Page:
When gyro instruments are lost, the aircraft is flown by reference to the needle and ball indicator and the airspeed and altitude gauges. It's the most rudimentary of instrument flying and requires a lot of concentration. It is not fun for very long.

The vertical bar (on the left gauge) or the airplane symbol (on the right gauge) indicates whether the airplane is turning and in which direction. If aligned with the mark on either side of the center mark, the aircraft will be turning at a standard rate (usually 3°/second). The ball is fluid damped and rests in a curved tube. When the ball is between the two lines, the aircraft is coordinated, meaning the aircraft is neither slipping or skidding in a turn.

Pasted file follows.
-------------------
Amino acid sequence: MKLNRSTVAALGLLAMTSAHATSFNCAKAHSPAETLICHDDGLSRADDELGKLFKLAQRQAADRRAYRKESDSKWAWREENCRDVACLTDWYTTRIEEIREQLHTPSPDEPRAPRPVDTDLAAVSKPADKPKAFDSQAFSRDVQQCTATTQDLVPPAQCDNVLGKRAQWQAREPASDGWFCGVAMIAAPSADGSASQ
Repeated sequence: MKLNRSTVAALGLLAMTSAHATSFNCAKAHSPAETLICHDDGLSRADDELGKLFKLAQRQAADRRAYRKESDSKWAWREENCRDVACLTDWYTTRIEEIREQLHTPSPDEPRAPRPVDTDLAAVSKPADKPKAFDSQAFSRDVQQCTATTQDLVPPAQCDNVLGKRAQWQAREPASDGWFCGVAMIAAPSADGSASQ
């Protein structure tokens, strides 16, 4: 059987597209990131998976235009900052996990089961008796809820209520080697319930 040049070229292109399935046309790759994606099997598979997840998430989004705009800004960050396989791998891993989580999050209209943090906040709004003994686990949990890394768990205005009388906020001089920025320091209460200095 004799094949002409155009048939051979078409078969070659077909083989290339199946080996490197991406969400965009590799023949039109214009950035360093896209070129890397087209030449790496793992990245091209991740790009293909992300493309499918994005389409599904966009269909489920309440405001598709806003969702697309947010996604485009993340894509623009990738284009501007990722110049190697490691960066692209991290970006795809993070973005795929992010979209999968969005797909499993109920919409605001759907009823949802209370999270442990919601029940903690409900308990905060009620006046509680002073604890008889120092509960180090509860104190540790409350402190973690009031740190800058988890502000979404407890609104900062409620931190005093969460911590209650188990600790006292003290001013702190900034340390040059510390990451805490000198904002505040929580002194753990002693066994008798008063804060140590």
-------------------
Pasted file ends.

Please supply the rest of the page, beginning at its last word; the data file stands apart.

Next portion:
by Rod Peterson ©2005 All Rights Reserved

Last updated: 7 October 2005